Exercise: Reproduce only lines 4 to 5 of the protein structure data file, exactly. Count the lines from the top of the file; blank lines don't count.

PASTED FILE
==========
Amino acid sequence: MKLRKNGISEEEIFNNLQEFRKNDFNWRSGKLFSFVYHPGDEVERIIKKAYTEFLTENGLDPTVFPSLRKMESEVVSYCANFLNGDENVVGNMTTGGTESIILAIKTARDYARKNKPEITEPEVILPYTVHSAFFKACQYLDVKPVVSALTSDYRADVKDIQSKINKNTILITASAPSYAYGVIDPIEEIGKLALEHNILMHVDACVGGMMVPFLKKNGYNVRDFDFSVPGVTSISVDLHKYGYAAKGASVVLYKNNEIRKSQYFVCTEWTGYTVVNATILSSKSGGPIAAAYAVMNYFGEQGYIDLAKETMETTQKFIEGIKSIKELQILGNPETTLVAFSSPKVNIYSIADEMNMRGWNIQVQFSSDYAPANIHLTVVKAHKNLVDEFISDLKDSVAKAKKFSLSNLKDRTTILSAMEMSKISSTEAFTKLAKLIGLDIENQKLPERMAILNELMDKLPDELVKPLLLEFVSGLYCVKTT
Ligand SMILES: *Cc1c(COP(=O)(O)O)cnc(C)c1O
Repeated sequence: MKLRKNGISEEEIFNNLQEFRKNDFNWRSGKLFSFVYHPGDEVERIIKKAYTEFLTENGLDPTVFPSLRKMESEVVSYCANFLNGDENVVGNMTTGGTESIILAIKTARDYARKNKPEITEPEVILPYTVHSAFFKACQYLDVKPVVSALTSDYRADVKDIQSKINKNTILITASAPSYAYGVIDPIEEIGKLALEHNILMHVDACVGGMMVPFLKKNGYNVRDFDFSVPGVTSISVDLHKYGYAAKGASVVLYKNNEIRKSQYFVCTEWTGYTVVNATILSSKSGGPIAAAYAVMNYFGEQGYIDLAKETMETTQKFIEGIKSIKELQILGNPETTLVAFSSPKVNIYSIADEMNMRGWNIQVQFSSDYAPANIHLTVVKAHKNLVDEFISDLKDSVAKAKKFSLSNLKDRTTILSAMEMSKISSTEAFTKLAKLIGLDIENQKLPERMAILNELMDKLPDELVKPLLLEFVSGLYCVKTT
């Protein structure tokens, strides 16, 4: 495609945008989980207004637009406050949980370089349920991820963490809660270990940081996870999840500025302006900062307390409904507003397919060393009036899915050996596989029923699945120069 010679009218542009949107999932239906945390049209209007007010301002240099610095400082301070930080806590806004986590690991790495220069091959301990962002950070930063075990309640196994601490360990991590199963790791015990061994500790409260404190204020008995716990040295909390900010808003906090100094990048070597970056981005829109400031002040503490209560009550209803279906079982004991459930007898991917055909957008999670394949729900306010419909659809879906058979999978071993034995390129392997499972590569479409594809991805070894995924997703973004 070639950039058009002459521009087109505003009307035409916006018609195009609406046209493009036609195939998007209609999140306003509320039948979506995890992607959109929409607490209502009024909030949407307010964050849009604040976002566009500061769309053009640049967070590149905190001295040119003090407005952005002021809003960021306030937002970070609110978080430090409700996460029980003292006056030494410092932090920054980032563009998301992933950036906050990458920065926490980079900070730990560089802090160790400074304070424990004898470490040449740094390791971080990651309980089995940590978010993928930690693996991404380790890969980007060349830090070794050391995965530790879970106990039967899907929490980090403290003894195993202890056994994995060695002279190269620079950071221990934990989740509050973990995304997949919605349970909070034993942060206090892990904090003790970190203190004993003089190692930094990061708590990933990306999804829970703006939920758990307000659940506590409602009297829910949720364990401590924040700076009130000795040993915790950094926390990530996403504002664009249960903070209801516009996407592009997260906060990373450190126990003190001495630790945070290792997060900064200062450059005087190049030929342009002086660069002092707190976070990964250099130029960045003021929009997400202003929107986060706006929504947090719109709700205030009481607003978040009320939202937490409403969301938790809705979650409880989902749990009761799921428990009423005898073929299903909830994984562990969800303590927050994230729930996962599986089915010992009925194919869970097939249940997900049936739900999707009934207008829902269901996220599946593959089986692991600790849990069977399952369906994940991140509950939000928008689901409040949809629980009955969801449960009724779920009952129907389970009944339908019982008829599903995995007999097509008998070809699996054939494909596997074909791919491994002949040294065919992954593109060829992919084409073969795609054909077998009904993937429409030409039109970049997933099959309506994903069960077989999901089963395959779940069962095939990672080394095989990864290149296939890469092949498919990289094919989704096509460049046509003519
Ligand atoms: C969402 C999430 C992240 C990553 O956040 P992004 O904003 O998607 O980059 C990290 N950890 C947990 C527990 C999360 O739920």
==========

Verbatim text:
């Protein structure tokens, strides 16, 4: 495609945008989980207004637009406050949980370089349920991820963490809660270990940081996870999840500025302006900062307390409904507003397919060393009036899915050996596989029923699945120069 010679009218542009949107999932239906945390049209209007007010301002240099610095400082301070930080806590806004986590690991790495220069091959301990962002950070930063075990309640196994601490360990991590199963790791015990061994500790409260404190204020008995716990040295909390900010808003906090100094990048070597970056981005829109400031002040503490209560009550209803279906079982004991459930007898991917055909957008999670394949729900306010419909659809879906058979999978071993034995390129392997499972590569479409594809991805070894995924997703973004 070639950039058009002459521009087109505003009307035409916006018609195009609406046209493009036609195939998007209609999140306003509320039948979506995890992607959109929409607490209502009024909030949407307010964050849009604040976002566009500061769309053009640049967070590149905190001295040119003090407005952005002021809003960021306030937002970070609110978080430090409700996460029980003292006056030494410092932090920054980032563009998301992933950036906050990458920065926490980079900070730990560089802090160790400074304070424990004898470490040449740094390791971080990651309980089995940590978010993928930690693996991404380790890969980007060349830090070794050391995965530790879970106990039967899907929490980090403290003894195993202890056994994995060695002279190269620079950071221990934990989740509050973990995304997949919605349970909070034993942060206090892990904090003790970190203190004993003089190692930094990061708590990933990306999804829970703006939920758990307000659940506590409602009297829910949720364990401590924040700076009130000795040993915790950094926390990530996403504002664009249960903070209801516009996407592009997260906060990373450190126990003190001495630790945070290792997060900064200062450059005087190049030929342009002086660069002092707190976070990964250099130029960045003021929009997400202003929107986060706006929504947090719109709700205030009481607003978040009320939202937490409403969301938790809705979650409880989902749990009761799921428990009423005898073929299903909830994984562990969800303590927050994230729930996962599986089915010992009925194919869970097939249940997900049936739900999707009934207008829902269901996220599946593959089986692991600790849990069977399952369906994940991140509950939000928008689901409040949809629980009955969801449960009724779920009952129907389970009944339908019982008829599903995995007999097509008998070809699996054939494909596997074909791919491994002949040294065919992954593109060829992919084409073969795609054909077998009904993937429409030409039109970049997933099959309506994903069960077989999901089963395959779940069962095939990672080394095989990864290149296939890469092949498919990289094919989704096509460049046509003519
Ligand atoms: C969402 C999430 C992240 C990553 O956040 P992004 O904003 O998607 O980059 C990290 N950890 C947990 C527990 C999360 O739920």